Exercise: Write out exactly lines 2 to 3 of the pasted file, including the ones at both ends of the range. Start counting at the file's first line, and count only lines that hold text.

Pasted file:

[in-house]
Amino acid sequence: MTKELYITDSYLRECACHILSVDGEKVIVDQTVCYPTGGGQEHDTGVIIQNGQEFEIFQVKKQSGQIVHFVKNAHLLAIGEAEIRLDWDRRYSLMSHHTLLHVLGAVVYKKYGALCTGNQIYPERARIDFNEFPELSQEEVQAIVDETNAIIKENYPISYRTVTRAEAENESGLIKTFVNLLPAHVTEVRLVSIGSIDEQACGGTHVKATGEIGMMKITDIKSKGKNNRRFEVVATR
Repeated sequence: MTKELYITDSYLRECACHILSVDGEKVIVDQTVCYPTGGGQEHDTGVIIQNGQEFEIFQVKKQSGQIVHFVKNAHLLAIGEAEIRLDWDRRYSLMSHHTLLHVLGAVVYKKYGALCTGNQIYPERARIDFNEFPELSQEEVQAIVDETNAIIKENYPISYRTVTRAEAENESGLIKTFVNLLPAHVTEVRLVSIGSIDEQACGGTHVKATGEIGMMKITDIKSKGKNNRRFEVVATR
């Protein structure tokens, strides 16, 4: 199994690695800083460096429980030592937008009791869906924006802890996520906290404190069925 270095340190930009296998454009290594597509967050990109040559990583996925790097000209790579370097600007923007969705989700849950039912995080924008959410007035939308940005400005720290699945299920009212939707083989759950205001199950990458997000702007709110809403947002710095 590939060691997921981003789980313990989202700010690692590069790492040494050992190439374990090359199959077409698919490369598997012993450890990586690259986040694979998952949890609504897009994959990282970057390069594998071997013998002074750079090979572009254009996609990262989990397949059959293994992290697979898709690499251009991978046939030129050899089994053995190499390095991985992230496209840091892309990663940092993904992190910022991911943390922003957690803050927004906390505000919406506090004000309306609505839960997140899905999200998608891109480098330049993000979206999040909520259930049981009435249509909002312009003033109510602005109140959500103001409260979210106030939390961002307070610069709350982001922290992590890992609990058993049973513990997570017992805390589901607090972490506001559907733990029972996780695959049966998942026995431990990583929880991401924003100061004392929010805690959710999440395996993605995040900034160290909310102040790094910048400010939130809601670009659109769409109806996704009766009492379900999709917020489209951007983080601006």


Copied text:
Amino acid sequence: MTKELYITDSYLRECACHILSVDGEKVIVDQTVCYPTGGGQEHDTGVIIQNGQEFEIFQVKKQSGQIVHFVKNAHLLAIGEAEIRLDWDRRYSLMSHHTLLHVLGAVVYKKYGALCTGNQIYPERARIDFNEFPELSQEEVQAIVDETNAIIKENYPISYRTVTRAEAENESGLIKTFVNLLPAHVTEVRLVSIGSIDEQACGGTHVKATGEIGMMKITDIKSKGKNNRRFEVVATR
Repeated sequence: MTKELYITDSYLRECACHILSVDGEKVIVDQTVCYPTGGGQEHDTGVIIQNGQEFEIFQVKKQSGQIVHFVKNAHLLAIGEAEIRLDWDRRYSLMSHHTLLHVLGAVVYKKYGALCTGNQIYPERARIDFNEFPELSQEEVQAIVDETNAIIKENYPISYRTVTRAEAENESGLIKTFVNLLPAHVTEVRLVSIGSIDEQACGGTHVKATGEIGMMKITDIKSKGKNNRRFEVVATR